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Full episode 12.11.12 | 16:15 - 17:00 UTC

Talking Germany - Eugen Ruge, Author

Eugen Ruge won the 2011 German Book Prize for his novel "In Times of Fading Light."

Eugen Ruge comes from a family of German Communists.In 1933, his father Wolfgang Ruge fled from the Nazis to Russia. When the war broke out, all the Germans living in Russia were considered suspicious. Under Stalin, Wolfgang Ruge was sentenced to forced labor and exiled. He later married a Russian. Their son, Eugen, was born in 1954 in Siberia.

In 1956, the family was rehabilitated and moved to East Germany. There, Eugen's father became a celebrated historian. He became a member of the ruling Socialist Unity Party, and was given the state's National Award. Eugen Ruge steered clear of politics- at least as much as possible in the GDR. He studied mathematics and devopled an earthquake prediction model at the Institute for Physics in Potsdam. In 1985 he quit his job and began working as a writer for documentary films. In 1988 he fled to the West, where he wrote plays and dramatized readings and translated Chekhov into German. His first novel "In Times of Fading Light" was a huge success. More than twenty years after end of the GDR, Eugen Ruge told the story of the downfall of a family of German communists while at the same time describing the loss of a socialist utopia.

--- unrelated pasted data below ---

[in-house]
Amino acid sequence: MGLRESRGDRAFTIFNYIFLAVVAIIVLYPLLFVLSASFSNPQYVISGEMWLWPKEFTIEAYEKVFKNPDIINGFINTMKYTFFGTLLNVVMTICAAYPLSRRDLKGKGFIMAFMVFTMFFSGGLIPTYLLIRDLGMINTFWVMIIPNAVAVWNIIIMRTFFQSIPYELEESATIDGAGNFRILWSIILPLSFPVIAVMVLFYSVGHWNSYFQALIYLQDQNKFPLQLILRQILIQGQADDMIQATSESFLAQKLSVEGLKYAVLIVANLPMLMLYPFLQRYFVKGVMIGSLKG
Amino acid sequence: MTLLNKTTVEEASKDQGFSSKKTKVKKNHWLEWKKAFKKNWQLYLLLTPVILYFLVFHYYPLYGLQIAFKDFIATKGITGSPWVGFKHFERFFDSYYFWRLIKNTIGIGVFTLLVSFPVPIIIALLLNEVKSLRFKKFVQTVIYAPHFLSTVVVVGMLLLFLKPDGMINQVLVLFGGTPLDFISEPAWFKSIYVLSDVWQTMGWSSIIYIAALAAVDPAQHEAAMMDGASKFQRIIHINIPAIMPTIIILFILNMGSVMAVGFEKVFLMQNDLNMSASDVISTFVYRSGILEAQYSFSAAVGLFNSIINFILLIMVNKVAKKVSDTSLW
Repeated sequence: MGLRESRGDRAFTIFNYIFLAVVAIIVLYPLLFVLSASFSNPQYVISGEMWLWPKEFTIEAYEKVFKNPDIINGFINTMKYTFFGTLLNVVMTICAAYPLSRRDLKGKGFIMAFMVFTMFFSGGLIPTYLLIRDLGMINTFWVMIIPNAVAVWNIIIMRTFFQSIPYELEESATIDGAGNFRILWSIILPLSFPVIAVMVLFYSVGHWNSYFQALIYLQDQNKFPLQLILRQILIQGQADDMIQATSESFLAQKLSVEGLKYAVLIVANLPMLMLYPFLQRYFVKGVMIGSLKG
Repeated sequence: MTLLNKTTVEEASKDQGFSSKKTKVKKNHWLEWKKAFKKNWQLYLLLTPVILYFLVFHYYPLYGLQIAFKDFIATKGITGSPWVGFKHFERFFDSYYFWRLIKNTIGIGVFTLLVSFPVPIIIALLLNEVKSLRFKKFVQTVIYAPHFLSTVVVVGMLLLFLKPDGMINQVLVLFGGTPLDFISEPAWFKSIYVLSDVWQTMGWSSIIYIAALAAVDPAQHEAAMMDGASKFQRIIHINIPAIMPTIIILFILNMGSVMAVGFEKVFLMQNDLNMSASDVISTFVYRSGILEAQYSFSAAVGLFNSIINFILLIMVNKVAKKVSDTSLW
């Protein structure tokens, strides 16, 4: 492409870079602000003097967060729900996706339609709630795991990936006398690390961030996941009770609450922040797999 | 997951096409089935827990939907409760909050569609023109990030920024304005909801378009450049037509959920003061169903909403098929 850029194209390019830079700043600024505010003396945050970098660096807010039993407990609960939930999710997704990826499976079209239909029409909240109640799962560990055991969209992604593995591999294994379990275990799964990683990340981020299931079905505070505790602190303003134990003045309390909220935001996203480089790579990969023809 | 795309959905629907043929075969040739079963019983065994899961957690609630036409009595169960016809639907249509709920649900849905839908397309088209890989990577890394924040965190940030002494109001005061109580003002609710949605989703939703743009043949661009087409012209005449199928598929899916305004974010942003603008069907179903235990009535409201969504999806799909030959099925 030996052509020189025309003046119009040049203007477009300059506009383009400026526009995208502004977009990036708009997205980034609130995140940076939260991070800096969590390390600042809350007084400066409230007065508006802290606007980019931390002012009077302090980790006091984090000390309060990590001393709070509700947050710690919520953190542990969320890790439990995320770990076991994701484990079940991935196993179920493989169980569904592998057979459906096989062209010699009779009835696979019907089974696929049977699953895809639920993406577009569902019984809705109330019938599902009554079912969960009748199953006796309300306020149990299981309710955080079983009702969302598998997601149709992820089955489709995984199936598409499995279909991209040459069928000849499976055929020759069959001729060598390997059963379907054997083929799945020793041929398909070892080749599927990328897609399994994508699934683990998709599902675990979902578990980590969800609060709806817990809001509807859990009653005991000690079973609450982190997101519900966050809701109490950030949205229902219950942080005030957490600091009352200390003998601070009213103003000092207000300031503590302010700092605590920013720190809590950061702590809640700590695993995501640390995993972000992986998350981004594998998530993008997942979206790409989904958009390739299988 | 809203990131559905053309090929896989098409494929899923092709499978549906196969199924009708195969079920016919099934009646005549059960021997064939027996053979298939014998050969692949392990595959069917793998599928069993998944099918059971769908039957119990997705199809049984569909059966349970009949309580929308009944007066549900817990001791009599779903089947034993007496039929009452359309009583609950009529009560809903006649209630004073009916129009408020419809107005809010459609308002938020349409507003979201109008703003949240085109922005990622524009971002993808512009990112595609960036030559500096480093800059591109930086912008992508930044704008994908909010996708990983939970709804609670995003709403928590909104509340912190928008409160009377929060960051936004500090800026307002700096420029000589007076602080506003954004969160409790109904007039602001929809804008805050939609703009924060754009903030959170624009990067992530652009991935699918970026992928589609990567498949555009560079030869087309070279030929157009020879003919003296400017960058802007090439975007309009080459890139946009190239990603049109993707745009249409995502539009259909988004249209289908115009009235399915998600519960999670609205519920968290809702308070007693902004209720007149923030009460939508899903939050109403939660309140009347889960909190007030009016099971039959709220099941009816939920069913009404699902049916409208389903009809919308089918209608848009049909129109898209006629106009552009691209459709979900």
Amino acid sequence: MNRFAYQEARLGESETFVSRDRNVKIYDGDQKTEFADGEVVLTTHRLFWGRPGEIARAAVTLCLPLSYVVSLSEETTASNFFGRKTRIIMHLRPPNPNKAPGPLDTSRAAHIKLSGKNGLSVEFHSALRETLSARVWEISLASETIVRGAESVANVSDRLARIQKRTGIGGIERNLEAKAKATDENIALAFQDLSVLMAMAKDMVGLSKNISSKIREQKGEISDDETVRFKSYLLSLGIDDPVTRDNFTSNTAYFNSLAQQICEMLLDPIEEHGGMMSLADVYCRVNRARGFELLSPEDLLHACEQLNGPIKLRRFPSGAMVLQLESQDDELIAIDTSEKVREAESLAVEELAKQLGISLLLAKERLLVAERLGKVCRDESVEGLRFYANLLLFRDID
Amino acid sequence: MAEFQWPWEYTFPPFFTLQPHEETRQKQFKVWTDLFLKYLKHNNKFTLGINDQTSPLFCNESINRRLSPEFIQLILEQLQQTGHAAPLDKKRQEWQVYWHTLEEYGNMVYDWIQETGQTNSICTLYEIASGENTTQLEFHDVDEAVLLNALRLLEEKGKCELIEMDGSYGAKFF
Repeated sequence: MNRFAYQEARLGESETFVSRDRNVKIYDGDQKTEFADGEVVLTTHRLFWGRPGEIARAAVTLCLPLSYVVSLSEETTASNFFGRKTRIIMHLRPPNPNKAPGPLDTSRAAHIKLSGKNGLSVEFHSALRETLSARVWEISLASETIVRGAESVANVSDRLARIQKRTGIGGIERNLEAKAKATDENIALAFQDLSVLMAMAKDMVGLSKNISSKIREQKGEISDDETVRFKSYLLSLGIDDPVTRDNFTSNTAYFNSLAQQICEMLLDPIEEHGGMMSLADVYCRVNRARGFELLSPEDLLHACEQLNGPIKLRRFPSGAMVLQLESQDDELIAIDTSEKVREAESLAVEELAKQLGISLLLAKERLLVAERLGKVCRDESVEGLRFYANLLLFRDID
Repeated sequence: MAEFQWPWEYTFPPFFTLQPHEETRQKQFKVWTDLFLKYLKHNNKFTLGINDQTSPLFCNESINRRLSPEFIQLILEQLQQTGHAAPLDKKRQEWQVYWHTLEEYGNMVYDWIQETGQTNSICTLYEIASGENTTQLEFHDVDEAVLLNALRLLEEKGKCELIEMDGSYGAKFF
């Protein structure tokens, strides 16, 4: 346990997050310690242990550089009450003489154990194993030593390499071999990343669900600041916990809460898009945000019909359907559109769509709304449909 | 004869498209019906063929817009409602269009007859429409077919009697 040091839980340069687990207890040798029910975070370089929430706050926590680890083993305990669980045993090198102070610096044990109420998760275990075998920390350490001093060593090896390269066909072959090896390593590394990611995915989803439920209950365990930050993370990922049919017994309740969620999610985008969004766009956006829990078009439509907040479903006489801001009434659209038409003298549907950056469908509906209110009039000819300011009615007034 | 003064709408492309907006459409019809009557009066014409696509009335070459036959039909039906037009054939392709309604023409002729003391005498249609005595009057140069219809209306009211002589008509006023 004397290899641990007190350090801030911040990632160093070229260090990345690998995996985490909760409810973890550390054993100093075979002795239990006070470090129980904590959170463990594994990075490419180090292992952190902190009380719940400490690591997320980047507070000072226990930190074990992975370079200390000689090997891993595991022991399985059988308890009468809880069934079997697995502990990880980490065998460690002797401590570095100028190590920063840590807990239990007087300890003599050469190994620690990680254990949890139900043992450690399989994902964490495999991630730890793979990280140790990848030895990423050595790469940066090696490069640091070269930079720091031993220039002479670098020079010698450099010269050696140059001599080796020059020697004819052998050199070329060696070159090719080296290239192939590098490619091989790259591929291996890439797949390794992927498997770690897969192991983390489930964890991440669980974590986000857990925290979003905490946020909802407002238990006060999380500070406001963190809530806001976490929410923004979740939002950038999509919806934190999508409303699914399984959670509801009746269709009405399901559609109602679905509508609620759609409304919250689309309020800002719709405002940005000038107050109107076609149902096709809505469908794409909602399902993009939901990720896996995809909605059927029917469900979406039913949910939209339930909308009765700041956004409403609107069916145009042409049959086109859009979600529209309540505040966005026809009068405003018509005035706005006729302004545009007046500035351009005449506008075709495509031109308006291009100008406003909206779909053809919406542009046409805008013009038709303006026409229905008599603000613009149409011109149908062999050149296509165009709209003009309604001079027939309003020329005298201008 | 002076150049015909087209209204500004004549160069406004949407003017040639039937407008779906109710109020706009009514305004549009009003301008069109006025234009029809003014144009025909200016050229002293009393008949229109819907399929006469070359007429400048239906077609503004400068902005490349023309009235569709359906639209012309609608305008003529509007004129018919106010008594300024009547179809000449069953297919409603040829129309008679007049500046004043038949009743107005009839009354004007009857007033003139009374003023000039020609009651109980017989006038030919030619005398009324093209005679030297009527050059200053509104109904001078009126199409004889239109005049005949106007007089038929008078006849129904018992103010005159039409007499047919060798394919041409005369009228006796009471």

The book became a bestseller and won the German Book Prize in 2011. Eugen Ruge lives in Berlin and writes on the Baltic Island of Rügen, where he owns a home. He's married and has four children from different relationships.

Talking Germany host Peter Craven talks to Eugen Ruge about fact, fiction, and foot pain. Features on these issues provide subjects for discussion and enhance the conversation on Talking Germany. How much real life should be incorporated when writing a novel? And how much influence should citizens have on policy making? And why would anyone want to run a marathon?

Eugen Ruge won the 2011 German Book Prize for his novel "In Times of Fading Light."